04/21/2016 02:24 EDT | Updated 04/22/2017 05:12 EDT

Canada Should Participate In The U.S. BMD System

Chris Wattie / Reuters
Canada's Defence Minister Harjit Sajjan speaks during a news conference in Ottawa, Canada, April 6, 2016. REUTERS/Chris Wattie

A little over a decade ago, Canada -- under Paul Martin's Liberals -- rejected taking part in the United States Ballistic Missile Defense (BMD) system along its U.S. counterpart.

The Canadian government is currently reviewing its defence policy, including the possibility to reconsider its position on their participation to the U.S. BMD system. The review is expected to be released early next year.

Canada could provide interceptor and radar sites for the Boeing Ground-based Midcourse Defense system. The United States has two interceptor sites: Fort Greely, Alaska and Vandenberg Air Force Base, California.

The Standing Senate Committee on National Security and Defence wrote a report in 2014 stating that: "The committee is unanimous in recommending that the Government of Canada enter into an agreement with the United States to participate as a partner in ballistic missile defence."

If we endorse a defence system in Europe, we should do the same to defend our country.

According to the report, North Korea and Iran are the two countries that could potentially target North America with Intercontinental Ballistic Missiles (ICBM). However, North Korea remains the main threat, hence why both U.S. interceptor sites are based on the West Coast.

NATO is slowly implementing a BMD system in Europe under the European Phased Adaptive Approach (EPAA). As a matter of fact, two interceptor sites -- using Aegis-Ashore system -- are anticipated in Europe. As stated in the Senate Committee report, "Canada has endorsed the idea of protecting Europe from ballistic missile attack by rogue states. Yet it fails to apply this same logic in respect of its own security."

Although I believe the threat is minimal, I believe Canada should participate in the BMD system in North America. If we endorse a defence system in Europe, we should do the same to defend our country. That said, there is always a price tag attached to new projects. So before taking a decision, Canadians should know how much it will cost.

Canada bought the Iron Dome technology from Israel last year and it will be produced by Rheinmetall Canada. The Iron Dome is a mobile all-weather air defence system capable of intercepting and destroy short-range rockets and artillery shells fired from a distance between four and 70 km. The Iron Dome will most likely be deployed in Northern Canada and could possibly be deployed abroad to protect Canadian bases. That said, even with a very high success rate, the interception range is too short to protect against ICBMs.

The Iron Dome is a great piece of equipment and Canada made a good move acquiring it, but it cannot replace the Ground-based Midcourse Defense system. That said, the system will be perfect to defend deployed Canadian soldiers against incoming rockets.

Defence Minister Harjit Sajjan said the Liberals want Canada and North America well-defended from a variety of threats. He also invited Canadians to discuss the defence review in which the BMD system is included.

"'We want to make sure that the defense review is open and wide,' he said. 'By not opening up the discussion on ballistic missile defense, allowing Canadians to have a say in this, it would not be an open defense review.'"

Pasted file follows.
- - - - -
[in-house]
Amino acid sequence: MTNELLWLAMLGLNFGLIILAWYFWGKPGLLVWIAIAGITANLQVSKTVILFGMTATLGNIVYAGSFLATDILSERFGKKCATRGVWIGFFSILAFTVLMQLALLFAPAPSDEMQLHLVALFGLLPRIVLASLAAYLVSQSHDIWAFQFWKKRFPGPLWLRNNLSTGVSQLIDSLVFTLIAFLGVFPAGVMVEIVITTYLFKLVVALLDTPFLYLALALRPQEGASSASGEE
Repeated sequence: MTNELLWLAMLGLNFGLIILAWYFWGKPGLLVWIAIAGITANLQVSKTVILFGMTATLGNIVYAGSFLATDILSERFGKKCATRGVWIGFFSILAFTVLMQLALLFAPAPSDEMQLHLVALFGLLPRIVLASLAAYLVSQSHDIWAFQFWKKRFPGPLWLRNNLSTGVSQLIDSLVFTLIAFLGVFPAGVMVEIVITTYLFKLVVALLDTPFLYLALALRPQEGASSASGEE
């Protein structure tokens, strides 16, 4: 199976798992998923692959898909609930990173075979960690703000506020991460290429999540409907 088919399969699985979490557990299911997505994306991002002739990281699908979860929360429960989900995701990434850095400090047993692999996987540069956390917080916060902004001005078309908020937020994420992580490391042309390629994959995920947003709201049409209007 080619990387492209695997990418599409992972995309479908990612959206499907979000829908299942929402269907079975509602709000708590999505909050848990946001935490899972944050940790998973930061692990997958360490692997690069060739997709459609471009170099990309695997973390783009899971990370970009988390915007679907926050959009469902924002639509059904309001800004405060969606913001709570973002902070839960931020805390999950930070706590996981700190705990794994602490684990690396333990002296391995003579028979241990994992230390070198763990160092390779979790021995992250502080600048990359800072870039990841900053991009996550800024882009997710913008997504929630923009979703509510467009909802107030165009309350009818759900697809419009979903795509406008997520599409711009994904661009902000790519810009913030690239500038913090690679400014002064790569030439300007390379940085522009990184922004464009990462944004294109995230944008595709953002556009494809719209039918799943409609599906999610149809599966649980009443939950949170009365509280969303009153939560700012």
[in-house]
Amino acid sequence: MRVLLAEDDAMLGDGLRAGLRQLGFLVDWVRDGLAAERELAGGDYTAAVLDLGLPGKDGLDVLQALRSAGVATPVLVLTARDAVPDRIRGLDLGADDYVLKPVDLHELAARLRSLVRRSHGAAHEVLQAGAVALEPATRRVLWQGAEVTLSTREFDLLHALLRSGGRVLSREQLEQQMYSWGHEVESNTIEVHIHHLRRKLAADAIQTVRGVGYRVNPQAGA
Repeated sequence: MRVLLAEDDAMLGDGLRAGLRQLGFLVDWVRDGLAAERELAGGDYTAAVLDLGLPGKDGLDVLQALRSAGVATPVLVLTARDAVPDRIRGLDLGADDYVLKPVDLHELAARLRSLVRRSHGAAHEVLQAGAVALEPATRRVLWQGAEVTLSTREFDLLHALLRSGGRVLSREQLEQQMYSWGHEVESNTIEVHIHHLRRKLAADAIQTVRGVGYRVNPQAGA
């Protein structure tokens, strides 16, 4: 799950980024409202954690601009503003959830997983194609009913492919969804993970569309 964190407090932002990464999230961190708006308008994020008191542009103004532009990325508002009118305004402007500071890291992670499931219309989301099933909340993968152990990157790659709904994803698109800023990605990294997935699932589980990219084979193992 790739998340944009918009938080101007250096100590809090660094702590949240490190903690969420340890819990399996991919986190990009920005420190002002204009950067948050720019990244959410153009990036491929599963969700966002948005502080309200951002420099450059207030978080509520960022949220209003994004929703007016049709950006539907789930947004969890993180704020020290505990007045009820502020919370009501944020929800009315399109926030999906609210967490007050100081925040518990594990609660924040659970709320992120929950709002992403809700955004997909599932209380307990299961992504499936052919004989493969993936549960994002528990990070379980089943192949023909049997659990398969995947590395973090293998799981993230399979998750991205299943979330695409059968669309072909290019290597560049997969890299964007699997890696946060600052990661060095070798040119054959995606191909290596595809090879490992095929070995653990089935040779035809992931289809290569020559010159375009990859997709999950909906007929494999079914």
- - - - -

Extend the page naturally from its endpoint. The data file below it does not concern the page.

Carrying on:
Canada could deploy the Raytheon Upgraded Early Warning Radar (UEWR) in places like CFS Alert and CFB Goose Bay. If we do so, I would also support a Ground-based Midcourse Defense system on the East Coast, enabling NORAD to intercept incoming missiles.

If we don't participate and multiple ICBMs are launched toward North America, the United States would definitely destroy the incoming ballistic missiles but would prioritize its own territory. It might sound like fearmongering, but with rogue states like North Korea there is no way to be safe.

The Ground-Based Midcourse Defense system have had mixed success, however. Nine of the 17 (53 per cent) hit-to-kill intercept has been successful. So if Canada was to participate in the BMD system, I would strongly advise waiting until the success rate is higher before deploying the defence system, especially since it will most likely cost hundreds of millions of dollars.

Boeing is actively working on its Ground-based Midcourse Defense system and conducted a successful CTV-02+ exercise last January.

"Under rigorous ground and flight testing, the Ground-based Midcourse Defense (GMD) system has demonstrated impressive capabilities, including the ability to shoot down an incoming ballistic missile. Recent program accomplishments include a successful CTV-02+ exercise held in January 2016. More than an intercept, ground and flight tests collect data on all parts of the system, ensuring the best missile defence for the U.S. homeland. The Ground-based Midcourse Defense system has successfully intercepted nine targets to date," said Terence Williams, GMD Communications.

As I said, I am in favour of a BMD system but the success rate needs to be higher. I would be clearly against it if we spend hundreds of millions of dollars for a system that has been successful only 53 per cent of the time. The money injected in this program will most likely comes from the defence budget and with the delayed military spending, I highly doubt the Liberals would increase the defence budget over a BMD system.

Before investing in a BMD system, Canada should make sure its Armed Forces is in a better state, however. The North Korean ICBM threat is still out there but I believe that our Canadian Forces soldiers, airmen and sailors need modern equipment first.

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